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Frustrated over gun violence throughout the country, and his inability to effect meaningful change in current gun laws, President Obama has indicated his willingness to attack the issue through “executive orders”. Such measures do not require advance Congressional approval, however, like any rule or law, they are subject to judicial scrutiny. As expected, the NRA is opposed to such actions saying that the current laws provide ample protection to the public and would only hamper gun sales and exchanges between lawful citizens. Chicago Tribune columnist, John Kass, recently criticized the use of executive orders saying, “Obama governs the nation via executive order, like some post-constitutional Chicago boss issuing edicts to hapless alderman” (Kass wasn’t talking specifically about gun control in this article).

One of the contemplated executive orders would require anyone who sells more than 50 guns a year to obtain a federal license, subject to approval by the Alcohol, Tobacco, Firearms and Explosives, and to conduct background checks on potential buyers. The rule is designed to tighten the existing law that currently exempts anyone “who makes occasional sales, exchanges, or purchases of firearms for the enhancement of a personal collection of firearms”.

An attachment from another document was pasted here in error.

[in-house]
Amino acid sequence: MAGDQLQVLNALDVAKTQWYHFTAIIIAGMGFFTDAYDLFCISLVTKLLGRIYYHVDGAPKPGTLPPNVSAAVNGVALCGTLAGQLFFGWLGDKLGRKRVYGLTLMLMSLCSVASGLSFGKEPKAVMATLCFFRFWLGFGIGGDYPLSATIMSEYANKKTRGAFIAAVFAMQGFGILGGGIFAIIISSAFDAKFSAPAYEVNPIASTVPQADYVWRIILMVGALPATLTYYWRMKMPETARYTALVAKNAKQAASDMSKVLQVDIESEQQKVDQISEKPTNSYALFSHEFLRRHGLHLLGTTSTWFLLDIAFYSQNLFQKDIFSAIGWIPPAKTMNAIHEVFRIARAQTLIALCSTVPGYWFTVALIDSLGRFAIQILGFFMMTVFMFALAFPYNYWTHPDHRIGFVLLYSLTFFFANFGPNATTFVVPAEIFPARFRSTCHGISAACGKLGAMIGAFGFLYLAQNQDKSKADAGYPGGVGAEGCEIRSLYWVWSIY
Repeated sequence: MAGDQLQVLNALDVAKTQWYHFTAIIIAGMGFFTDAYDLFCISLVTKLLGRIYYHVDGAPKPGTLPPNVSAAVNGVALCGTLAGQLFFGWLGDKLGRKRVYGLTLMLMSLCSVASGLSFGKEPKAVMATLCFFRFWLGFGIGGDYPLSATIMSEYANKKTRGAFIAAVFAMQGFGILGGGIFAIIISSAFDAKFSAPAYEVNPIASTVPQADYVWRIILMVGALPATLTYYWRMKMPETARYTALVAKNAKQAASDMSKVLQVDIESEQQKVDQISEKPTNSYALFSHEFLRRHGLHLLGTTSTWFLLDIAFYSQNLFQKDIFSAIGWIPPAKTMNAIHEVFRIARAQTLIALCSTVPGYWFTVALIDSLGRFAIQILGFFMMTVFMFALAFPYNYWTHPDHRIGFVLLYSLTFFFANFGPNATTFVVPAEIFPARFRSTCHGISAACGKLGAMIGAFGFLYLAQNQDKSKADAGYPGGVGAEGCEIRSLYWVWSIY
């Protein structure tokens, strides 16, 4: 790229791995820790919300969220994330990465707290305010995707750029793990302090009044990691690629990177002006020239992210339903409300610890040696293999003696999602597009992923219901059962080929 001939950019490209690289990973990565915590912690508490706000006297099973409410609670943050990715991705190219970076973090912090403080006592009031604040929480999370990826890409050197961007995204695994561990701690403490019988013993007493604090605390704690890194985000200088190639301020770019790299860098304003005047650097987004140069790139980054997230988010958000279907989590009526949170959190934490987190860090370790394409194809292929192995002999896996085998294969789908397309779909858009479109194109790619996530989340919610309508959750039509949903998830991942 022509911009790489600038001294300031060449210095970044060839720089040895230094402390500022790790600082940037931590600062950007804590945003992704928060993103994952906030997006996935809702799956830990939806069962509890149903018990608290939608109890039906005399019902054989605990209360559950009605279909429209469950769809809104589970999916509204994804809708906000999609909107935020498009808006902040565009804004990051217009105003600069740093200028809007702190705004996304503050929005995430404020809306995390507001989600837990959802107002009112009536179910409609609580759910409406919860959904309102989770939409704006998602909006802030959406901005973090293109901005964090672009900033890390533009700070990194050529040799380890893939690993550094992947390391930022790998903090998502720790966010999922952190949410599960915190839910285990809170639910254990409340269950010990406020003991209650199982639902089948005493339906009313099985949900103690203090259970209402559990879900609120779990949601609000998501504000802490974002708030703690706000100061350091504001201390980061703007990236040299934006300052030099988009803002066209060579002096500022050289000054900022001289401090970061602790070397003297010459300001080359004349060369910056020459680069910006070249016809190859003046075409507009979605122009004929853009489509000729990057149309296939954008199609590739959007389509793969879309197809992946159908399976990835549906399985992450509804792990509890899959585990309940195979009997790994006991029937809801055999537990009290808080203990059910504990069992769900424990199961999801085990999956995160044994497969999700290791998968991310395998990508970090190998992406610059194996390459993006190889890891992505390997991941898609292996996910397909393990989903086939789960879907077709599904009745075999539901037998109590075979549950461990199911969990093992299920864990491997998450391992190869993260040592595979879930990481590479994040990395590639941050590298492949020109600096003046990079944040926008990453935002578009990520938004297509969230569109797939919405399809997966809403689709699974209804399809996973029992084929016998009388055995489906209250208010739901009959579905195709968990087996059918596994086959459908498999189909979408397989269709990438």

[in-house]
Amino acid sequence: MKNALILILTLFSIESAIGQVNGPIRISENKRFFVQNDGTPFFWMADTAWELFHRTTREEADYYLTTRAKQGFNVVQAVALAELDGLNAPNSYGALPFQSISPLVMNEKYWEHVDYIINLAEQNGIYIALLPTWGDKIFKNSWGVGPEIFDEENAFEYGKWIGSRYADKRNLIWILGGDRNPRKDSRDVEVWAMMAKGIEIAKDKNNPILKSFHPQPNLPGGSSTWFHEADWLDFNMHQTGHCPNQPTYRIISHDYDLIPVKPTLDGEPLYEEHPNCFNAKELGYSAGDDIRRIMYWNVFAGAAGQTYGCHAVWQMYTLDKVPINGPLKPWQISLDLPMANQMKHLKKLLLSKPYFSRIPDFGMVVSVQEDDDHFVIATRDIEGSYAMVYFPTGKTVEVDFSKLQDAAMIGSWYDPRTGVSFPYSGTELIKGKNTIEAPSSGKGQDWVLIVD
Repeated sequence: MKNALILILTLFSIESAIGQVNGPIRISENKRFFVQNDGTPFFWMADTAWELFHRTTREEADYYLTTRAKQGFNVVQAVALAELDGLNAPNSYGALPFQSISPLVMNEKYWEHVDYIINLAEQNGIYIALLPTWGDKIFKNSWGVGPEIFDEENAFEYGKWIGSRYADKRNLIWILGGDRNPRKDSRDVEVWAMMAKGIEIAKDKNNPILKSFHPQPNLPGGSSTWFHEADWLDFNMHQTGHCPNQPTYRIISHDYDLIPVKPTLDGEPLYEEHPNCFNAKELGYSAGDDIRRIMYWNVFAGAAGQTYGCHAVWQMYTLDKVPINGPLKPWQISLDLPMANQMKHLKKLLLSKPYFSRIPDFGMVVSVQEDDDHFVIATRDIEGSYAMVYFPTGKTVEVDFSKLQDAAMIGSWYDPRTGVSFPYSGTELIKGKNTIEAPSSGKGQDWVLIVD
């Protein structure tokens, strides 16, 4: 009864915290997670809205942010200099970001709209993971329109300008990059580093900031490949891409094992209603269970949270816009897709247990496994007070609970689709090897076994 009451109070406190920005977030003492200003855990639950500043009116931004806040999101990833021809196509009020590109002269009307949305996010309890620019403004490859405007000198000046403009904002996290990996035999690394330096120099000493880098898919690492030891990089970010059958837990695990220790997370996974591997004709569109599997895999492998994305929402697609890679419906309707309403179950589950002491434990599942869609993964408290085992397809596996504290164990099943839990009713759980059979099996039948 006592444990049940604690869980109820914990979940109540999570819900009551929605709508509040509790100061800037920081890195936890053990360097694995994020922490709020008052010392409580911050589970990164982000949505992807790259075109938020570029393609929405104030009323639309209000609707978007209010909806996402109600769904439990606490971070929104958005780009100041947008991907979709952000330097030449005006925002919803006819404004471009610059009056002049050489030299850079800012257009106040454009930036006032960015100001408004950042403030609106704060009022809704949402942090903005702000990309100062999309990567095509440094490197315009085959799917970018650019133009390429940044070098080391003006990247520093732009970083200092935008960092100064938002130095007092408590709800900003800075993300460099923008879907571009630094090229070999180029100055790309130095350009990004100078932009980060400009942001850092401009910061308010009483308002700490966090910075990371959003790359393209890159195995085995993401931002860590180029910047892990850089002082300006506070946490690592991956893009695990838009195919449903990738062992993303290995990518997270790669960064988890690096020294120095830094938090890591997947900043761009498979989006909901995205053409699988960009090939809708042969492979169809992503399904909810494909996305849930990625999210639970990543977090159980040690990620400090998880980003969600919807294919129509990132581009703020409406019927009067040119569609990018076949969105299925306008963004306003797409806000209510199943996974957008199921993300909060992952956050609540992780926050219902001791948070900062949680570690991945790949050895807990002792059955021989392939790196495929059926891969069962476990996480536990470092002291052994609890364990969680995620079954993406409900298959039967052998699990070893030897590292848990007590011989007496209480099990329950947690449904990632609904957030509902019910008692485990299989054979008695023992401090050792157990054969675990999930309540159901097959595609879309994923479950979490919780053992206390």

We continue to struggle with the passage of laws that would require citizens to undergo background checks when making occasional purchases or sales of guns. Why subject these citizens to this inconvenience that may lead to dangerous results? Take for example, the sale of two or three weapons by a widow who has no use for them; if such laws constrict her from making such sales, she might not bother to go through the process that would lead to the presence of unwanted and unused guns in her home– a potential disaster waiting to happen. We worry that the passage of a law or enactment of a rule that quantifies or equates the number of weapons that can be sold before a license is required invites speculation, waste of resources and unnecessary restrictions. How is a federal agency going to track the people who are selling 50 guns or more? What about the added personnel and cost? There is the added concern of providing such information to the government. What would they do with such sensitive data? Would they use the information for other purposes or unrelated cases? Would the number of weapons eventually be reduced from 50 (that would present the widow example above)? We are currently undergoing a serious examination of the government’s use of confidential information; this is another area for potential abuse of use by the government. We understand the President’s frustration over the many senseless shootings in the country, but executive gun control is not the solution.

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